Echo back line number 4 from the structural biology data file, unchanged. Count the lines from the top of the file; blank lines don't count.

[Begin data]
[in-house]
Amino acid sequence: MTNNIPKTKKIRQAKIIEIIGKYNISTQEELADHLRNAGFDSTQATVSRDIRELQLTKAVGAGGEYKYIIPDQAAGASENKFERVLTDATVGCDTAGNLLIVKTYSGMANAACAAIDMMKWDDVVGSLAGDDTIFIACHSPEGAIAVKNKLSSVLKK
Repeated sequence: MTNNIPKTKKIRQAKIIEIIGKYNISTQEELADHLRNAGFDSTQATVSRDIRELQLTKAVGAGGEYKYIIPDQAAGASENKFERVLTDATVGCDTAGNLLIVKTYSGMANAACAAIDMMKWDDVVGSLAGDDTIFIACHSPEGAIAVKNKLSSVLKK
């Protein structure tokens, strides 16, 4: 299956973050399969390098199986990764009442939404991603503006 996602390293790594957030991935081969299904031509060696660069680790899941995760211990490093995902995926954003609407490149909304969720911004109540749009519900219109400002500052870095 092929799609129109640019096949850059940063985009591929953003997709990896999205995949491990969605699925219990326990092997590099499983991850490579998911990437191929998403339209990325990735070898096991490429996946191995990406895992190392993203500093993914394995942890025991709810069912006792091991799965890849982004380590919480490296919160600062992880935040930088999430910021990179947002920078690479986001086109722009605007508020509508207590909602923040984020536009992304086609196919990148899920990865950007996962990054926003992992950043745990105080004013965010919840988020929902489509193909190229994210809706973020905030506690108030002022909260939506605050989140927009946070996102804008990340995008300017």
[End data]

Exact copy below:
């Protein structure tokens, strides 16, 4: 299956973050399969390098199986990764009442939404991603503006 996602390293790594957030991935081969299904031509060696660069680790899941995760211990490093995902995926954003609407490149909304969720911004109540749009519900219109400002500052870095 092929799609129109640019096949850059940063985009591929953003997709990896999205995949491990969605699925219990326990092997590099499983991850490579998911990437191929998403339209990325990735070898096991490429996946191995990406895992190392993203500093993914394995942890025991709810069912006792091991799965890849982004380590919480490296919160600062992880935040930088999430910021990179947002920078690479986001086109722009605007508020509508207590909602923040984020536009992304086609196919990148899920990865950007996962990054926003992992950043745990105080004013965010919840988020929902489509193909190229994210809706973020905030506690108030002022909260939506605050989140927009946070996102804008990340995008300017």